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Unformatted text preview: Physics 344 Foundations of 21 st Century Physics: Relativistic and Quantum Systems Instructor: Dr. Mark Haugan Office: PHYS 282 haugan@purdue.edu TA: Dan Hartzler Office: PHYS 7 dhartzle@purdue.edu Grader: Fan Chen Office: PHYS 222 chen926@purdue.edu Office Hours: If you have questions, just email us to make an appointment. We enjoy talking about physics! Help Session: Thursdays 2:00 4:00 in PHYS 154 Reading: Sections 1.3 through 1.6 and Chapters 4 and 5 in Six Ideas that Shaped Physics, Unit Q Question 1. An atom at rest in inertial coordinate system S emits a photon with angular frequency in the y direction. What frequency does an S frame observer measure this photon to have? Use SR units and assume that S moves at speed V relative to the Home frame and is in standard orientation relative to it. A) B) C) D) 1 1 t V t x V x y y z z   = (1 ) V  (1 ) V + Answer: In conventional units so in SR units . 1 1 x y z V k V V k k   = = kc = k = from which we read = Note that the negative x component of the photons wave vector in the Other frame is consistent with our comments about the headlight effect. Hint: In the homework problem involving the Doppler effect, the emitting atoms are at rest in one frame but the direction in which the photons of interest propagate is specified in the other frame. Also, the stars velocities in Newtonian orbits are small enough to approximate . 1 x L d << L 1 k a 1 2 2 k a screen In singlephoton multislit interference experiments, we are unable to predict any specific detection event, yet interference fringes emerge as we repeat the experiment many times. The way in which quantum mechanics explains these outcomes is by invoking a wavefunction (state vector) that represents any singlephoton state but having this wavefunction carry only information about the probability of detecting a photon at a particular place and time or with a particular energy or momentum. Since interference patterns consistent with the wave model of light emerge, quantum wavefunctions must have forms that are closely related to the classical wave fields weve been analyzing. z x L d << L 1 k a 1 2 2 k a screen z 1 2 ( , ) cos( ) cos( ) y E r t E k r t E k r t  +  a a a a a 1 2 1, 0, 2 d k L a 2 2 1, 0, 2 d k L  a 2 ( , )=2 cos cos y d x E r t E z t L  a and The former highlights the way in which the field is understood as a superposition of plane waves that we associate with...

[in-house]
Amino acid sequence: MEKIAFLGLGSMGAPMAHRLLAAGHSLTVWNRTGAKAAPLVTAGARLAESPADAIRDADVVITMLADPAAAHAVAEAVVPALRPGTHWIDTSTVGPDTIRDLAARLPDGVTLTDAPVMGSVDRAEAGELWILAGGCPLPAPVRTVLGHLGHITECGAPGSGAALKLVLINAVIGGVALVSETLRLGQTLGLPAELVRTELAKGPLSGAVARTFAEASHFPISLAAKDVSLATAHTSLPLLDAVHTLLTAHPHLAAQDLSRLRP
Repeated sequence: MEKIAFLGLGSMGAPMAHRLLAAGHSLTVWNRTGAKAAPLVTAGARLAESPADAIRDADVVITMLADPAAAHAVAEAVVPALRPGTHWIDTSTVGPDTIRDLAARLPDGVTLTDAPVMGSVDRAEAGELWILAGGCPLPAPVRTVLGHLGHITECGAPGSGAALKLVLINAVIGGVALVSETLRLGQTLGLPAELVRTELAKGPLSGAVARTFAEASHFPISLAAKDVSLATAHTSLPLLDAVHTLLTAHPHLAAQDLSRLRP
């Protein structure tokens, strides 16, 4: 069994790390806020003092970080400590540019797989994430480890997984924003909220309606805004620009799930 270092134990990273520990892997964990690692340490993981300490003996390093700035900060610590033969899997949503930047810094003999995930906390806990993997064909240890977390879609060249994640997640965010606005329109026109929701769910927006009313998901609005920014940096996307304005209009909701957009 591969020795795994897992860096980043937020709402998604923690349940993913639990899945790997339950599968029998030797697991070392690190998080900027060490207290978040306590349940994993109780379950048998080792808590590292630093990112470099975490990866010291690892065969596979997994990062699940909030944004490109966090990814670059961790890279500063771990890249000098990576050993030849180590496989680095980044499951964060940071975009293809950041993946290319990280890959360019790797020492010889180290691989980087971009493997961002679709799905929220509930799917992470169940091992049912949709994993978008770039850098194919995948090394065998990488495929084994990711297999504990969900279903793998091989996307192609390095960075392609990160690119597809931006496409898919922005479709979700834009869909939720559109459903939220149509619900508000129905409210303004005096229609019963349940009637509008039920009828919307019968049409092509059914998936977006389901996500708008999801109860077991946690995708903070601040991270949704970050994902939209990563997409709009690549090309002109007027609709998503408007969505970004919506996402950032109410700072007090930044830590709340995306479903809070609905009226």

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This note was uploaded on 12/09/2011 for the course PHYS 344 taught by Professor Garfinkel during the Fall '08 term at Purdue UniversityWest Lafayette.
 Fall '08
 Garfinkel
 Physics

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